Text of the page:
Spiegel filed his Complaint on July 26, 2016, alleging that the Letter violated the Fair Debt Collection Practices Act (“FDCPA”), 15 U.S.C. §§ 1692g(a)(4) & (5), by failing to state that any dispute of the debt or any request for the name and address of the original creditor must be made in writing for a debtor to obtain a verification of the debt or the name and address of the original creditor, if different than the current creditor. Id. at ¶¶ 12-13. Spiegel further argues that Ashwood's failure to notify debtors that such disputes or requests must be in writing constituted unfair and unconscionable collection actions in violation of the FDCPA because whether a dispute could be made orally or in writing could determine whether a consumer wishes to dispute the debt. Id. at ¶¶ 8, 17. On February 2, 2017, the Court certified Spiegel's proposed class, which was defined as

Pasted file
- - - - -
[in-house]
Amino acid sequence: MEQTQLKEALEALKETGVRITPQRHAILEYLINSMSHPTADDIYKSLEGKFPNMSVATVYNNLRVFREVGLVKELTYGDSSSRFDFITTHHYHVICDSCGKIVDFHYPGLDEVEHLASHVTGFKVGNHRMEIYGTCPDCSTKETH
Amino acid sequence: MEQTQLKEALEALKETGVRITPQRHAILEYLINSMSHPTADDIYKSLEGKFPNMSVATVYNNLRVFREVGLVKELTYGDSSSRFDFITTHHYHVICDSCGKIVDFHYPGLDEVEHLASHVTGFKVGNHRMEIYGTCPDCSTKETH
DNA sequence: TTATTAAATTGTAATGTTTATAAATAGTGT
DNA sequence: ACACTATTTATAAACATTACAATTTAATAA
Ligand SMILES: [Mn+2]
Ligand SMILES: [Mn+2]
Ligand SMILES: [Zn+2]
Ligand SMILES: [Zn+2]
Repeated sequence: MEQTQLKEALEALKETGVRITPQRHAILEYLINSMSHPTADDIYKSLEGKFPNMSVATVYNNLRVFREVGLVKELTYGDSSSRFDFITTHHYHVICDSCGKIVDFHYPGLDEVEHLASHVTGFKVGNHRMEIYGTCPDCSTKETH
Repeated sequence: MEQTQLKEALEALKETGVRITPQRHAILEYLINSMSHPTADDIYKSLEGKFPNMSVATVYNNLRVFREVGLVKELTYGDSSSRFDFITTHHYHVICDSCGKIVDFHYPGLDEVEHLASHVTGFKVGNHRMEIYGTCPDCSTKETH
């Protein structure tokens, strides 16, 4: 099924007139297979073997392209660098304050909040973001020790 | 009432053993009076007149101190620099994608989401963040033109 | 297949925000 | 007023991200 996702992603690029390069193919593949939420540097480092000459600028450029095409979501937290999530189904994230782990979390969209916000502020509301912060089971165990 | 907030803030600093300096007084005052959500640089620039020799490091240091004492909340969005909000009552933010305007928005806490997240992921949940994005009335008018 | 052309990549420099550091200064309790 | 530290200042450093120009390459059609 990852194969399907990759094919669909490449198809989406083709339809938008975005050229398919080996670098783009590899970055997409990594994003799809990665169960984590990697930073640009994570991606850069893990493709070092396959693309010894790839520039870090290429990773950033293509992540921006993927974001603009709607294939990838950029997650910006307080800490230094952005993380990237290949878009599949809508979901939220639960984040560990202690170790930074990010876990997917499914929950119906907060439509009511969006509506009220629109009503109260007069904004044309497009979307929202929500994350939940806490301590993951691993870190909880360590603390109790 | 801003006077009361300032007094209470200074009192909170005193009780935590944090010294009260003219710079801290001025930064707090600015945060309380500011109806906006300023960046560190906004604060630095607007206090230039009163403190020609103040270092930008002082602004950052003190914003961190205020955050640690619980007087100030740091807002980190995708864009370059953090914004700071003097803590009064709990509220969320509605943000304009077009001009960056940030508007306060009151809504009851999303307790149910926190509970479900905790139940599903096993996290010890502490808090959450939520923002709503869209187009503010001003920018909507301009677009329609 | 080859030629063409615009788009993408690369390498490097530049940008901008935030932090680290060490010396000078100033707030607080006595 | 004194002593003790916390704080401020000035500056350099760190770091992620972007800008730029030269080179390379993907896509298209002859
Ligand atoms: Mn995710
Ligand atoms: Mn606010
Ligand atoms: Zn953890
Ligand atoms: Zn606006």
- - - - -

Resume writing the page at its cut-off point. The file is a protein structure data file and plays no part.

All persons similarly situated in the State of Indiana from whom Ashwood attempted to collect a delinquent consumer debt, via the same form collection letter that Ashwood sent to Spiegel from one year before the date of the Complaint to the present.

Dkt. No. 52 at 8.